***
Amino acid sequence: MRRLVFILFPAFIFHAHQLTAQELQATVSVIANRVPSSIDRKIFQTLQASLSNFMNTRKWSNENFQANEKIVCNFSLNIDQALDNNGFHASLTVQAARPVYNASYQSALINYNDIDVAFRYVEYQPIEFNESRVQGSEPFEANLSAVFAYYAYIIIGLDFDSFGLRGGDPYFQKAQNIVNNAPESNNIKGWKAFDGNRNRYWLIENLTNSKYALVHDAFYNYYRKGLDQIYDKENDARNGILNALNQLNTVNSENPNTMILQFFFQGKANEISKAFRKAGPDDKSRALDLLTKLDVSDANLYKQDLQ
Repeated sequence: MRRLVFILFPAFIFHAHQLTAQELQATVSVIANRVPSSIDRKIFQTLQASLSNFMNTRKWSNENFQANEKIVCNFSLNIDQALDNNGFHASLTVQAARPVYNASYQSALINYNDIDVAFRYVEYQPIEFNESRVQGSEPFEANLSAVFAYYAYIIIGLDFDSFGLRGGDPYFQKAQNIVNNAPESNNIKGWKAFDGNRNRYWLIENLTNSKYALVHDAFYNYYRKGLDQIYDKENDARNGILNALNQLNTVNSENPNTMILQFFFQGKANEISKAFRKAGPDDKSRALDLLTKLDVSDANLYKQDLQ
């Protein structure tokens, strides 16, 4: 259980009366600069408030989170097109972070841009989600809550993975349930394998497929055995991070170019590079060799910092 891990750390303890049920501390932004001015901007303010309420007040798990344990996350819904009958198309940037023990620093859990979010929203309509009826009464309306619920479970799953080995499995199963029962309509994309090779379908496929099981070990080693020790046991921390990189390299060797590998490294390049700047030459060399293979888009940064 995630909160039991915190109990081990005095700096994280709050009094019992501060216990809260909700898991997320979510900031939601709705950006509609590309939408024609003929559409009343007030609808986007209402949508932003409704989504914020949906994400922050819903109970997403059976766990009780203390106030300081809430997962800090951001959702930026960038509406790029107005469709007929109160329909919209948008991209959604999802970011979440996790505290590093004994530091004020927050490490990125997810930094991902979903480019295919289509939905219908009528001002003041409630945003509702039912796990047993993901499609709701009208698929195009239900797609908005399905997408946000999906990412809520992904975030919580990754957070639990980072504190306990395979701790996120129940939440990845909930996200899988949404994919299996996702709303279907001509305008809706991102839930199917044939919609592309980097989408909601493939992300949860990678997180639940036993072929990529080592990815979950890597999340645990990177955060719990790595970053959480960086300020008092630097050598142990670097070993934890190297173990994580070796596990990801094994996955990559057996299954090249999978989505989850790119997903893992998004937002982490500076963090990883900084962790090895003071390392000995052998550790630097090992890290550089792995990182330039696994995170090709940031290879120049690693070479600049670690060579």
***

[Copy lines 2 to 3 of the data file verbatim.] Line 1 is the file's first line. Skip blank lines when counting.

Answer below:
Repeated sequence: MRRLVFILFPAFIFHAHQLTAQELQATVSVIANRVPSSIDRKIFQTLQASLSNFMNTRKWSNENFQANEKIVCNFSLNIDQALDNNGFHASLTVQAARPVYNASYQSALINYNDIDVAFRYVEYQPIEFNESRVQGSEPFEANLSAVFAYYAYIIIGLDFDSFGLRGGDPYFQKAQNIVNNAPESNNIKGWKAFDGNRNRYWLIENLTNSKYALVHDAFYNYYRKGLDQIYDKENDARNGILNALNQLNTVNSENPNTMILQFFFQGKANEISKAFRKAGPDDKSRALDLLTKLDVSDANLYKQDLQ
């Protein structure tokens, strides 16, 4: 259980009366600069408030989170097109972070841009989600809550993975349930394998497929055995991070170019590079060799910092 891990750390303890049920501390932004001015901007303010309420007040798990344990996350819904009958198309940037023990620093859990979010929203309509009826009464309306619920479970799953080995499995199963029962309509994309090779379908496929099981070990080693020790046991921390990189390299060797590998490294390049700047030459060399293979888009940064 995630909160039991915190109990081990005095700096994280709050009094019992501060216990809260909700898991997320979510900031939601709705950006509609590309939408024609003929559409009343007030609808986007209402949508932003409704989504914020949906994400922050819903109970997403059976766990009780203390106030300081809430997962800090951001959702930026960038509406790029107005469709007929109160329909919209948008991209959604999802970011979440996790505290590093004994530091004020927050490490990125997810930094991902979903480019295919289509939905219908009528001002003041409630945003509702039912796990047993993901499609709701009208698929195009239900797609908005399905997408946000999906990412809520992904975030919580990754957070639990980072504190306990395979701790996120129940939440990845909930996200899988949404994919299996996702709303279907001509305008809706991102839930199917044939919609592309980097989408909601493939992300949860990678997180639940036993072929990529080592990815979950890597999340645990990177955060719990790595970053959480960086300020008092630097050598142990670097070993934890190297173990994580070796596990990801094994996955990559057996299954090249999978989505989850790119997903893992998004937002982490500076963090990883900084962790090895003071390392000995052998550790630097090992890290550089792995990182330039696994995170090709940031290879120049690693070479600049670690060579």